Fall and winter are usually known for scarves, soups and snowmen. But what if these seasons could be synonymous with cabbage, crops and kale?
For the majority of gardeners, spring planting and summer harvest is a typical schedule for their vegetable beds. And while for most of the United States this schedule is the only time that Mother Nature lets things grow, that's not the case for every locale.
Dan Gill is a consumer horticulturist with Louisiana State University AgCenter. He grows crops year-round because of the temperate climate of the Deep South. This area of the country, along with all of California and the coasts of Oregon and Washington, have mild winters that allow hardy crops to grow throughout the cooler months.
According to the Plant Hardiness Zone Map, published by the United States Department of Agriculture, areas that can usually sustain fall and winter crops have a zone rating in the 8s and 9s. (Think of Alaska as being in Zone 1 and Hawaii as being in Zone 10.)
But even though the Department of Agriculture publishes maps detailing what areas of the country have winter temperatures friendly enough for winter veggies, this type of growing is not as common as you'd think.
"Even here in the Deep South, where gardening through the entire winter is possible, there is still this tendency for gardeners to planet in the spring and harvest in the summer," says Gill. "I think it's because there is a history of doing it that way."
Any information about growing veggies in the fall and winter months only pertains to the areas that are located in the hardiness zones that support this type of growing. Before planting anything, whether it's vegetables or flowers, check with your local extension agent to make sure that the crops you have chosen will survive the winter. These offices can also give you much more information specific to your certain area, including the timing of planting.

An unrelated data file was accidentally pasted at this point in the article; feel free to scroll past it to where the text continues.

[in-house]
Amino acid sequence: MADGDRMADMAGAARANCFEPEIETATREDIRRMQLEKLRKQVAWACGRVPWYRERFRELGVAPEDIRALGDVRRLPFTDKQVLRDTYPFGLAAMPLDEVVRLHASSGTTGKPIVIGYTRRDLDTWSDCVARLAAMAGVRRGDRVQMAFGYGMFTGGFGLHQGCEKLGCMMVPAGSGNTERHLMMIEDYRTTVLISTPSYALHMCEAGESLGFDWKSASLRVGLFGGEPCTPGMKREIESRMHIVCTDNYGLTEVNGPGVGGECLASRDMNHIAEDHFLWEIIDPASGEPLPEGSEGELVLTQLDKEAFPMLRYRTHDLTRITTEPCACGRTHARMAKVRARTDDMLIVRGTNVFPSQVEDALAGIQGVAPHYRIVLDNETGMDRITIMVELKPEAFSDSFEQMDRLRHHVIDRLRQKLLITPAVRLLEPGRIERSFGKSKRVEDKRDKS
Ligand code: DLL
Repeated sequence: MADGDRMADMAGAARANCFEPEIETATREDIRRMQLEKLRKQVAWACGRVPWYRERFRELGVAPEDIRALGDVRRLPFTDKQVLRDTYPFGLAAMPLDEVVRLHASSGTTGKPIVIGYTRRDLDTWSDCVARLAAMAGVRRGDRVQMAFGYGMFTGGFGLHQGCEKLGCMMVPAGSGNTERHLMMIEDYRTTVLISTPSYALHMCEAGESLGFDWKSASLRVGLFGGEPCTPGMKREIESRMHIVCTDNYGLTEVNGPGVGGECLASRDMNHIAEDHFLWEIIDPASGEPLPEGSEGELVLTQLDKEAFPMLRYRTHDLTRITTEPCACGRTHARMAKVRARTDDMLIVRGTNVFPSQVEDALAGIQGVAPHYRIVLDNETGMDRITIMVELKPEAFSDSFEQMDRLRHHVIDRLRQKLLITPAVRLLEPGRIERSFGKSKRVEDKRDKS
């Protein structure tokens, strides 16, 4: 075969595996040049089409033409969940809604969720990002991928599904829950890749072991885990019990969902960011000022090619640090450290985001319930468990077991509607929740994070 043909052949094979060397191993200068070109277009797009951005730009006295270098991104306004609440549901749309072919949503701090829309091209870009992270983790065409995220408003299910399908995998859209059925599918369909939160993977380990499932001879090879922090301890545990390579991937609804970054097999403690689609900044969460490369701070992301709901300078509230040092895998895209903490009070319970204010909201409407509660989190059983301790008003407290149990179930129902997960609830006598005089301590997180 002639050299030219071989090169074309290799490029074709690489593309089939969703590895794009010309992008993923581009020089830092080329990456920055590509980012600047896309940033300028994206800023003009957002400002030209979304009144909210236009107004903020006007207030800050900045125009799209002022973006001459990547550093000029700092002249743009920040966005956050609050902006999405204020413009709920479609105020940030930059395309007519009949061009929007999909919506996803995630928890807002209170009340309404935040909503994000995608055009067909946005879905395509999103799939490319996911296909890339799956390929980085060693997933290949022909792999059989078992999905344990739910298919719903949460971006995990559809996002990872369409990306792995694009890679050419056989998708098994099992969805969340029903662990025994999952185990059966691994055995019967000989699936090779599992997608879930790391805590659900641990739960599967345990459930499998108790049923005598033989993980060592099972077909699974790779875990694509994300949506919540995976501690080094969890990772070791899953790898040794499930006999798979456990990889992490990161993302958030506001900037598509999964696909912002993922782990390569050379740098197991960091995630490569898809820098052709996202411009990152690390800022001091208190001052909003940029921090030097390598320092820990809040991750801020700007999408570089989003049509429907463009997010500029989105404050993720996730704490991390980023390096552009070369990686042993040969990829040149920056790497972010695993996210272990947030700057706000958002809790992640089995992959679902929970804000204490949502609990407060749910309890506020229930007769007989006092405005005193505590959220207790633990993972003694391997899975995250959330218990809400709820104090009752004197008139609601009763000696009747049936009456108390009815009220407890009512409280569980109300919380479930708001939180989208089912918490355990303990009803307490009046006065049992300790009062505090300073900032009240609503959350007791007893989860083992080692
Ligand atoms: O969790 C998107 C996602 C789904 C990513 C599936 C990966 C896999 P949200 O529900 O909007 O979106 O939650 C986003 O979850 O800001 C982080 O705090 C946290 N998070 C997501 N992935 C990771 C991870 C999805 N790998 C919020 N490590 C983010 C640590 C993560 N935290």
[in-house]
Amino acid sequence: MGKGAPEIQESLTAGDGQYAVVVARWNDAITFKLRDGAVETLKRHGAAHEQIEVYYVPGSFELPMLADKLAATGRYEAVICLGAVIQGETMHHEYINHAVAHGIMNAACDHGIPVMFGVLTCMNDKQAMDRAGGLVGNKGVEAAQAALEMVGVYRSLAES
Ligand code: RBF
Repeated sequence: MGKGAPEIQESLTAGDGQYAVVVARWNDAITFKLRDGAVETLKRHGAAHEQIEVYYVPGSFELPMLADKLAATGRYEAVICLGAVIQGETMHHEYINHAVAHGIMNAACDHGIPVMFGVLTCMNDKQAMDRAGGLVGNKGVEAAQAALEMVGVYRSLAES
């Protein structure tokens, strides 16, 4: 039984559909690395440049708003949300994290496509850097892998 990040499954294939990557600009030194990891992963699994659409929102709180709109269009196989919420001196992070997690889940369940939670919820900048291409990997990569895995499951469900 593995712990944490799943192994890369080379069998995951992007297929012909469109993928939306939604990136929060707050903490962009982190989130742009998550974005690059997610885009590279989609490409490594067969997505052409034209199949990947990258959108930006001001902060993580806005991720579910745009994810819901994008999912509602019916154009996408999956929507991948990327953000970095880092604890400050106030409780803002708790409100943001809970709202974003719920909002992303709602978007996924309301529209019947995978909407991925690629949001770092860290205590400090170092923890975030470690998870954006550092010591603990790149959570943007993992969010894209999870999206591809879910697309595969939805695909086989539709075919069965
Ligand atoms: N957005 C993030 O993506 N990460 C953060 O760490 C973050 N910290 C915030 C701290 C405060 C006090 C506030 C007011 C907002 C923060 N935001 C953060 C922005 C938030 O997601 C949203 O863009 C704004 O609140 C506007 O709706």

According to Gill, you should plan to plant in late summer, even into September, for fall production of your veggies. There are two different types of crops that work well in this growing season: cole crops and leafy crops. Cole crops include broccoli, cauliflower, Brussels sprouts and early cabbage. The leafy kind includes leaf lettuce, spinach, arugula, kale and bok choy, among others. Carrots and radishes can also be grown during this time. And if you plant early enough (and if the freeze holds off until late November or December), peppers, tomatoes and snap peas can also make an appearance in your garden.
All of these types of crops can survive a little bit of frost, while others can handle a harder freeze. If you transplant any seedlings into your beds, make sure to cover them with a sheet on nights when the temperatures dip down a little low. Some people even say that a slight frost makes the veggies taste better.
One of the best parts of growing vegetables in the off-season is that there aren't very many differences from the regular growing season.
"You prepare the beds the same, fertilize the same and mulch the same," says Gill.
Planting in cooler temperatures is often much more pleasant for the gardener; you don't have to sweat over the beds under the burning summer sun and insect and disease issues are diminished.
"Plus, we grow completely different crops at different times of the year. Some of those delicious and nutritious veggies can only be grown in the cool garden," Gill points out.